On Friday morning, National Public Radio political editor Domenico Montanaro reported results of a new poll with a typically stacked question:
Which of the following statements comes closer to your opinion about special counsel Robert Mueller’s investigation into possible wrongdoing and Russian interference in the 2016 election? "It's a fair investigation" or "It's a 'witch hunt'"?
This resembles stacked polls that ask if the media are the "enemy of the people" or an "important part of democracy." Montanaro says the Republicans went Full Witch (because that's the choice they were given):
The phrase appears to have stuck with his base, according to a new NPR/PBS NewsHour/Marist Poll, but not with others beyond that. Seven in 10 Republicans agree with him, while a majority of independents and 4 in 5 Democrats see the investigation as "fair."
"The base is solidified, but that doesn't get you more than that," said Lee Miringoff, director of the Marist Institute for Public Opinion, which conducted the poll.
In the poll, for the first time, more Americans said they view Mueller more negatively than positively: "29 percent favorable, 33 percent unfavorable. That's a net 7-point decline from the summer, when Mueller was 33 percent positive and 30 percent negative. Mueller's decline is fueled by Republicans — 58 percent have an unfavorable view of him in the most recent polling, up from 46 percent in July."
(The PBS NewsHour website reported the approval numbers, skipped the "witch hunt" question, and led with 76 percent saying Mueller's entire report should be made public.)
Nowhere in the Montanaro piece was any evidence explaining why Republicans might find the Mueller probe to be unfair -- no listing that 13 of the 17 Mueller prosecutors are Democrats, nine are Democrat donors, and six are Hillary donors. Mueller's deputy Andrew Weissman attending the Hillary "victory" party in 2016. So has NPR ever reported that? Not exactly.
A Republican congressman mentioned it, and NPR anchor Scott Simon tried to rebut it on Weekend Edition Saturday on January 27, 2018:
SCOTT SIMON: Could you cite a single example of bias?
MATT GAETZ: Sure. Andrew Weissman, the No. 2 member of the Mueller probe, attended the Hillary Clinton election night party. You would think with all the talented prosecutors to be asked throughout the federal system, we could likely assemble a team without having to pick the people who were engaged in the 2016 election to the extent that they would be at one of the candidates' election night parties.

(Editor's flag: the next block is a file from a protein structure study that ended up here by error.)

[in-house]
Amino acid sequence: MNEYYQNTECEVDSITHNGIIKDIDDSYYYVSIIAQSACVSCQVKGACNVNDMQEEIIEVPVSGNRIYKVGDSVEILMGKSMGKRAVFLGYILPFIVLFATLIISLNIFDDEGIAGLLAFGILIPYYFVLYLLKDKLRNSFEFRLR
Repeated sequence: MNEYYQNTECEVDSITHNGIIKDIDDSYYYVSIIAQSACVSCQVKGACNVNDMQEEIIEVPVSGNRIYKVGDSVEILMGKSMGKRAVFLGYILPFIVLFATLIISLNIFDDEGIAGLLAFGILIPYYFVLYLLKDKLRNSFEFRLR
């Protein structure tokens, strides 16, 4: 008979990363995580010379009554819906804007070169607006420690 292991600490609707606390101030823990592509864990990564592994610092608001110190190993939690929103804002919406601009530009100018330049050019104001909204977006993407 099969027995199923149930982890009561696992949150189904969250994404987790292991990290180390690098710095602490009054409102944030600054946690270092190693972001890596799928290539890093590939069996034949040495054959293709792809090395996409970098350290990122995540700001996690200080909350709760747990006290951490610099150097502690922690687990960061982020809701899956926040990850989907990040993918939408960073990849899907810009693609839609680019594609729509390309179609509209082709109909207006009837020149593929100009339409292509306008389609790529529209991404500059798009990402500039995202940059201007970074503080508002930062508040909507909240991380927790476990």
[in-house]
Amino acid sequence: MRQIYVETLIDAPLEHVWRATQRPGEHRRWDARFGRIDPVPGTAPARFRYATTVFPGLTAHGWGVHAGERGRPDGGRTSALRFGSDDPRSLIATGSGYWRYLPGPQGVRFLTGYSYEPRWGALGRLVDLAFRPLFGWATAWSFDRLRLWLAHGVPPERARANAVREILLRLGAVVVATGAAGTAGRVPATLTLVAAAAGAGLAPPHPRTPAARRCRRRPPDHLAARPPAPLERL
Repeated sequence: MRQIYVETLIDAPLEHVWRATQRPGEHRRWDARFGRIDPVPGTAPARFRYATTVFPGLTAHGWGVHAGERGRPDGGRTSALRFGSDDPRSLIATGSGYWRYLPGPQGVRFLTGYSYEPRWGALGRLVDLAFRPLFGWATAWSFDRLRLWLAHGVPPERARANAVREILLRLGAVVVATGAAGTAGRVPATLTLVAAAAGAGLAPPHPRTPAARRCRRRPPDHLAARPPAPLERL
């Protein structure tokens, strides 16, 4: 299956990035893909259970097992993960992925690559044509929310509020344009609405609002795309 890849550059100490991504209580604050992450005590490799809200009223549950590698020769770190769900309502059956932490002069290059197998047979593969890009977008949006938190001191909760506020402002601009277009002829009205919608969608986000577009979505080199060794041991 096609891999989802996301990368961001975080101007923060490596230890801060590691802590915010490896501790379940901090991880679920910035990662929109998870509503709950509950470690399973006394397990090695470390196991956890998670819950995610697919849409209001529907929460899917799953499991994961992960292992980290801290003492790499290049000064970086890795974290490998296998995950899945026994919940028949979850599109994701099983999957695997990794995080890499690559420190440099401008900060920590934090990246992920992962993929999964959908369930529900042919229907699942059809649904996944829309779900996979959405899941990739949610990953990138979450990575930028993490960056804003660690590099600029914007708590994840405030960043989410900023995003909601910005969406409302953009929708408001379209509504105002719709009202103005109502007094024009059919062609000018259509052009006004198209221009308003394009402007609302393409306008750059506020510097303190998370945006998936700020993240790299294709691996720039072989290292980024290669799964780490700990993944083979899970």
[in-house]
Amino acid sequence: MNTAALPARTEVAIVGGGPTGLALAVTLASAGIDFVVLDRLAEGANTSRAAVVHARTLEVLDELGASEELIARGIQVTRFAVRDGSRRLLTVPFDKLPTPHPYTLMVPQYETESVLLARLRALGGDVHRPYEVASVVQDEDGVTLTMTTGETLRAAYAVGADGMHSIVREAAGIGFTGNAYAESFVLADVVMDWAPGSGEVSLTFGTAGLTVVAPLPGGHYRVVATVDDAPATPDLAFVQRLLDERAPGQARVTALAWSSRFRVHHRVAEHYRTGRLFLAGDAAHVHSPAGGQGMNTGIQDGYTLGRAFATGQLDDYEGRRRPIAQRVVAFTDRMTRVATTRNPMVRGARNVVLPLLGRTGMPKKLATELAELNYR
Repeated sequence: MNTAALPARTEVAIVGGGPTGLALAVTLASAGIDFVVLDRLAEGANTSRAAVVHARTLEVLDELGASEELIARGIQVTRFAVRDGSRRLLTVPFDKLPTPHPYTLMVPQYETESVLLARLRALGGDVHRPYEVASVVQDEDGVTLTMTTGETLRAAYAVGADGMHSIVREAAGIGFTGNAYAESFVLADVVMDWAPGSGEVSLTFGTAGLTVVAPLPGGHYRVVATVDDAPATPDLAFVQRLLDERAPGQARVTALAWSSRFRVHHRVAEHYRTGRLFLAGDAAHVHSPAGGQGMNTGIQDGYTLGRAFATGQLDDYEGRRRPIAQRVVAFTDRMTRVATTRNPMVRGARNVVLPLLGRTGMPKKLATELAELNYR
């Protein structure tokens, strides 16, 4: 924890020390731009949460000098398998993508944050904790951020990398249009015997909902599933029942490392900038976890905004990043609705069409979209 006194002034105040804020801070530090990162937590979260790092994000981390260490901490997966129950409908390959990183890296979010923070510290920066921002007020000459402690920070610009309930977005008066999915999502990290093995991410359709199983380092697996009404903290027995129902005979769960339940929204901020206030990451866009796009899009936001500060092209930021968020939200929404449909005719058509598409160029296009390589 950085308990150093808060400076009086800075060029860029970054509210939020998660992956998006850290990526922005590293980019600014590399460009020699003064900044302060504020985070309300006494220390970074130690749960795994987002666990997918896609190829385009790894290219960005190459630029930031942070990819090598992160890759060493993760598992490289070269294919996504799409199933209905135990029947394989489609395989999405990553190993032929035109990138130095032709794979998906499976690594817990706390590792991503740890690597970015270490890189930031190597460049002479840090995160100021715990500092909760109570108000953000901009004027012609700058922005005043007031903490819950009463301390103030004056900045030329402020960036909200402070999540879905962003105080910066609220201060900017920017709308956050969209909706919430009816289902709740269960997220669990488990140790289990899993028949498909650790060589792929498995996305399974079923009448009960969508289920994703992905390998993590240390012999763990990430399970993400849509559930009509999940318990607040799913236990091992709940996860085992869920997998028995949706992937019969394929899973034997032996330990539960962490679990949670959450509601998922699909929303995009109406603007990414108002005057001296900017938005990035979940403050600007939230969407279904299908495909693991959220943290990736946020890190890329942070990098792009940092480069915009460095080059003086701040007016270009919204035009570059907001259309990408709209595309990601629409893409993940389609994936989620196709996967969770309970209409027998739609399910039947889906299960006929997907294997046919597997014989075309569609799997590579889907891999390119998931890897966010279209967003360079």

SCOTT SIMON: Well, I mean - A, I don't know that; B, so he attended a party - I mean, public officials, like reporters - for example, I think in many ways, like representatives in Congress, who are supposed to be capable of independent and unbiased judgment when it comes to doing their jobs.
MATT GAETZ: But members of Congress don't end up prosecuting people.
Gaetz also mentioned the hotly political pro-Hillary/anti-Trump text messages between Peter Strzok and Lisa Page at the FBI. Simon insisted that meant nothing:
SIMON: Well, I've read a lot of those text messages. They have personal opinions. But nothing in those text messages suggests that they were bringing any kind of bias to their official duty, which is what counts.
GAETZ: Well, that's not true. They talked about an insurance policy. And when you talk about, you know, people being an insurance policy against a presidential victory for Donald Trump, that would seem to indicate not only a personal belief but an actual plan to turn that belief into some sort of official action.
SIMON: I thought that was an ironic comment.
Montanaro also failed to explain that Republicans would complain about the Justice Department's original memo, assigning Mueller only to investigate Trump, and not the Clinton campaign, for collusion with Russians.